What is the convention of the story of "The Tale-Tell Heart"? Mainly, what is a convention, and if you can explain it for the story.

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A literary convention is the pieces within a text that define it as part of a genre. For example, Romantic poets tended to write about the importance of nature, the individual, and imagination. A poem which includes these concepts and ideas could be considered a part of the Romantic movement.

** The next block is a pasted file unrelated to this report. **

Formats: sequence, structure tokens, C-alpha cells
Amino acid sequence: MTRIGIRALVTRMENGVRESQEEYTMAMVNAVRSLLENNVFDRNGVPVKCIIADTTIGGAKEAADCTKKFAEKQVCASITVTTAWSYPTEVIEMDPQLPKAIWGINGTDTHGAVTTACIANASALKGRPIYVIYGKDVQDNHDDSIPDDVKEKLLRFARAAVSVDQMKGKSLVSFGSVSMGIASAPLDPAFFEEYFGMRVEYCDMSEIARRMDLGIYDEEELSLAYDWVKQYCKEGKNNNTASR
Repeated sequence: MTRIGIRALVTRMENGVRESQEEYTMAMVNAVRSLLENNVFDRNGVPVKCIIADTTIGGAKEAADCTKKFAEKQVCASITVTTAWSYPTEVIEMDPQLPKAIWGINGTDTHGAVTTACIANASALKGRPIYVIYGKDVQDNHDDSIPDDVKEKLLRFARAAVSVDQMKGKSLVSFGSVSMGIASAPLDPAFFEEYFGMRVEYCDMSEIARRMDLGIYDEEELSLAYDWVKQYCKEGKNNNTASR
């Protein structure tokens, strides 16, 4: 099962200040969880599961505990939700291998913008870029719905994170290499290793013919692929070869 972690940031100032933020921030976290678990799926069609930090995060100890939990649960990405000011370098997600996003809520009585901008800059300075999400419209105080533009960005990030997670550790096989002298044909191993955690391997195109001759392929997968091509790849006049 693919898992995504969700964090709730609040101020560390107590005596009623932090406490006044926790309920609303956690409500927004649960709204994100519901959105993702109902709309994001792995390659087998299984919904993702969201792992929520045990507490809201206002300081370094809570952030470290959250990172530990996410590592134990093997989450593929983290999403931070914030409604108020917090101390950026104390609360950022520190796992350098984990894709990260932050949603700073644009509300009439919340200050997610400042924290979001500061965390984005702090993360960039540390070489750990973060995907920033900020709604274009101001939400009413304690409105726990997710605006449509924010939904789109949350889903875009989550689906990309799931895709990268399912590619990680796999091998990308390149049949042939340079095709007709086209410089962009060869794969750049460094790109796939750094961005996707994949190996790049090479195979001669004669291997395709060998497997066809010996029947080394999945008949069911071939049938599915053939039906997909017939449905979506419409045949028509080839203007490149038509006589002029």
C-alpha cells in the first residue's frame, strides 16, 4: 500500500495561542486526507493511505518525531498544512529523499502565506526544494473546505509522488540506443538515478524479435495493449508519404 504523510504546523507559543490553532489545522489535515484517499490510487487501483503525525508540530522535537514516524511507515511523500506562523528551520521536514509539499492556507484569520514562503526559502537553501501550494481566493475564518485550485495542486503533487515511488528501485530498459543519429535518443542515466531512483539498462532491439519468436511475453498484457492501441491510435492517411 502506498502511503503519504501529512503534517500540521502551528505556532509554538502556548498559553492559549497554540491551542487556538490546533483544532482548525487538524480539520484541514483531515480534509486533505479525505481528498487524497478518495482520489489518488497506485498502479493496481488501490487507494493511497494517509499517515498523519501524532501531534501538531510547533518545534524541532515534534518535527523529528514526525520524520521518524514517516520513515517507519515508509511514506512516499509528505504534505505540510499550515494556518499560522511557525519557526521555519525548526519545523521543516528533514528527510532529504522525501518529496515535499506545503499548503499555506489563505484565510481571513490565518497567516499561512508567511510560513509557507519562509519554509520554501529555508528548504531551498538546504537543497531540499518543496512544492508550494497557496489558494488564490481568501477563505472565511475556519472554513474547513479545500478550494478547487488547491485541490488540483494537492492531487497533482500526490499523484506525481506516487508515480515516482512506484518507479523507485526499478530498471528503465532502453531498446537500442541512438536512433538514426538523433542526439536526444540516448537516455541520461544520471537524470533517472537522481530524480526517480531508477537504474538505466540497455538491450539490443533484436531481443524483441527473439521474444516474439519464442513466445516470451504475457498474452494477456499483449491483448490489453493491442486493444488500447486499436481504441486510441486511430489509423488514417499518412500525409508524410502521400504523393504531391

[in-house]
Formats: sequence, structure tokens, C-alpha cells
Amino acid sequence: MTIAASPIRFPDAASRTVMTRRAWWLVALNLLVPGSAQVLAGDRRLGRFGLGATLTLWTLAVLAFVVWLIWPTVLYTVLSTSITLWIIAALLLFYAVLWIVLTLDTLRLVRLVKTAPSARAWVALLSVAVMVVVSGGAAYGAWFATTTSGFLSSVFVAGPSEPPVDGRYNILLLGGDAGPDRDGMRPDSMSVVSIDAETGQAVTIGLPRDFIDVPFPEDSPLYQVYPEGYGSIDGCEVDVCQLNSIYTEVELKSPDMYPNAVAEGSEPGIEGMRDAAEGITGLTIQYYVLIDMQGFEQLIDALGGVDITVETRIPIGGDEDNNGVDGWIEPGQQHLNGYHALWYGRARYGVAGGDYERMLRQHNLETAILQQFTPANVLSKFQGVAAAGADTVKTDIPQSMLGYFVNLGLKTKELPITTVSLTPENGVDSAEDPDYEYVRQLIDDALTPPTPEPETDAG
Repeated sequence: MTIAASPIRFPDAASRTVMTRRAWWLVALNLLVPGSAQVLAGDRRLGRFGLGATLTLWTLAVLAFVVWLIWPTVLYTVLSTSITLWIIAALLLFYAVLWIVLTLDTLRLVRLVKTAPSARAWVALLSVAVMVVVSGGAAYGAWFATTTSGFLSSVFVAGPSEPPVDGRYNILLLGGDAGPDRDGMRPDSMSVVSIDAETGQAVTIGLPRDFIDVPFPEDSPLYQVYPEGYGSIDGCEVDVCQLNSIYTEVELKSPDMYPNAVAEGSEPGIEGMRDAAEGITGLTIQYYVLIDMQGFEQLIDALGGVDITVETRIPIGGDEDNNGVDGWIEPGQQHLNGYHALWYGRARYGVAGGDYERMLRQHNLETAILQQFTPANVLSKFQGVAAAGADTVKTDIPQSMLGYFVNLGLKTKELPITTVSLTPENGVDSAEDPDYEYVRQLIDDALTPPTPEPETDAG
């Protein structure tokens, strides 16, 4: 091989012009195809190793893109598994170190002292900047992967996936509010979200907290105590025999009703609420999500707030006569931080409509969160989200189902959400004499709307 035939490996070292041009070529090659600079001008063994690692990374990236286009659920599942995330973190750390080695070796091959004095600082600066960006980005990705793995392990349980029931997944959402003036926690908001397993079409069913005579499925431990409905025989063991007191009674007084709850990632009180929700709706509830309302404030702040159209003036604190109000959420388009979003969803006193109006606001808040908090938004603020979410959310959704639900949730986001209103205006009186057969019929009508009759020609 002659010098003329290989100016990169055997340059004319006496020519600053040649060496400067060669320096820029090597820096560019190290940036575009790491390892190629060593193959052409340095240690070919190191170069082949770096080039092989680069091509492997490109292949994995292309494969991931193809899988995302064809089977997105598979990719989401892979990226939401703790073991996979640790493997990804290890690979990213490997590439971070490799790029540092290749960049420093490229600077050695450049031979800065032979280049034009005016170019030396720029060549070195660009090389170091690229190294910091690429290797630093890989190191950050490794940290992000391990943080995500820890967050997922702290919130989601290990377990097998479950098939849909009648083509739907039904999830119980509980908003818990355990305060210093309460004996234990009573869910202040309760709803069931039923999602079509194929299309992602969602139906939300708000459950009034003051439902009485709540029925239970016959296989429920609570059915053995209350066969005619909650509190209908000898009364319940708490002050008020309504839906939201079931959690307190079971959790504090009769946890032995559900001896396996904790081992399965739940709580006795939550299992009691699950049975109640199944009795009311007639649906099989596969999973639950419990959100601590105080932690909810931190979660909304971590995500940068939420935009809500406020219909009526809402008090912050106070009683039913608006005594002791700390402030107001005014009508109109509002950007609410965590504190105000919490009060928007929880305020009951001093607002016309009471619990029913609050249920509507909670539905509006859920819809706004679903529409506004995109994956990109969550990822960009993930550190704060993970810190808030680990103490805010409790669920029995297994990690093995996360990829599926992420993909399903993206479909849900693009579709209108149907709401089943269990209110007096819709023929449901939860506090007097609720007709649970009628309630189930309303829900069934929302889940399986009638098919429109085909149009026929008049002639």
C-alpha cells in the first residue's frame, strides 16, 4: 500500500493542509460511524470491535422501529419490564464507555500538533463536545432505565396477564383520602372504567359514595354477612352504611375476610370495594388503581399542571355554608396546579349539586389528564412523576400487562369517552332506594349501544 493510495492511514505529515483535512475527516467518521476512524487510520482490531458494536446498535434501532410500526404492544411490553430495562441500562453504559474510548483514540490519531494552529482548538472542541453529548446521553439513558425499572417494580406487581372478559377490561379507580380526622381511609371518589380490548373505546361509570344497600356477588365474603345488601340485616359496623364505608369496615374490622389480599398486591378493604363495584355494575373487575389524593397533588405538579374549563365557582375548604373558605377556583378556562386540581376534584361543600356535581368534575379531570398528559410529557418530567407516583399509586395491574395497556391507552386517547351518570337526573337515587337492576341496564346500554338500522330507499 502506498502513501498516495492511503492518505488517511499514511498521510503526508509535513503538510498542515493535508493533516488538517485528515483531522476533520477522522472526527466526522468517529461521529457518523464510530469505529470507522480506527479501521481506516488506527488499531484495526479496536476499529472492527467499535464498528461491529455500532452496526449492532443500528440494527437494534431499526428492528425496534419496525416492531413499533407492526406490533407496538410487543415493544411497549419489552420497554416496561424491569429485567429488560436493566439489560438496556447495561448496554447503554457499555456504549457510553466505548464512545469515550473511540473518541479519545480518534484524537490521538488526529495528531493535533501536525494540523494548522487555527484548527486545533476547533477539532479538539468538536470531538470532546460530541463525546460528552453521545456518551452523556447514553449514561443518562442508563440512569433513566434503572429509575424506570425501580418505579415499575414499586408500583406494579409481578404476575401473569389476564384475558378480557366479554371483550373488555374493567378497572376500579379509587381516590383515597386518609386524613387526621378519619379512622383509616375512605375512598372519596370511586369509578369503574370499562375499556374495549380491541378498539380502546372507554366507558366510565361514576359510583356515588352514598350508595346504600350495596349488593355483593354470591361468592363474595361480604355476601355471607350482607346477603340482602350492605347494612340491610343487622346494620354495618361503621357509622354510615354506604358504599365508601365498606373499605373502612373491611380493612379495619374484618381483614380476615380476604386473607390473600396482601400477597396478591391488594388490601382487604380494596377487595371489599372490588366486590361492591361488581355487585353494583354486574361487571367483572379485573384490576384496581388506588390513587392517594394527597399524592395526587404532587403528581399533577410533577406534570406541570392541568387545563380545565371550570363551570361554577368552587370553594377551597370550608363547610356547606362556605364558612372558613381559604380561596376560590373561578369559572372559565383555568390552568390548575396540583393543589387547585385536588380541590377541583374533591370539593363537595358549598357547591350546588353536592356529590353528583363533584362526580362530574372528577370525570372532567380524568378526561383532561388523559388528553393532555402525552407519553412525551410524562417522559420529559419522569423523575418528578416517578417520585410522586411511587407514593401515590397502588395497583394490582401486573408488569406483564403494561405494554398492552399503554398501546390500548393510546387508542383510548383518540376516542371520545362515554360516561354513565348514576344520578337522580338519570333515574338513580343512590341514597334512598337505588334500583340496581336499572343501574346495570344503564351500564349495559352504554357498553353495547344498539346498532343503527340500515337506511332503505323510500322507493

That said, Edgar Allan Poe was an American Gothic writer. Stemming from the American Romantic movement, Poe's work depicted death, horrific images, insanity, and morbid passages.

In regards to "The Tell-Tale Heart," the literary conventions of the Gothic genre are very apparent. The narrator defines himself as being completely sane. Readers, on the other hand, tend to define him as insane (given his murder of an old man based upon a filmed over eye). The story involves insanity, death, horror, and morbid ideas. Therefore, the conventions of the American Gothic literature are readily seen within the text.

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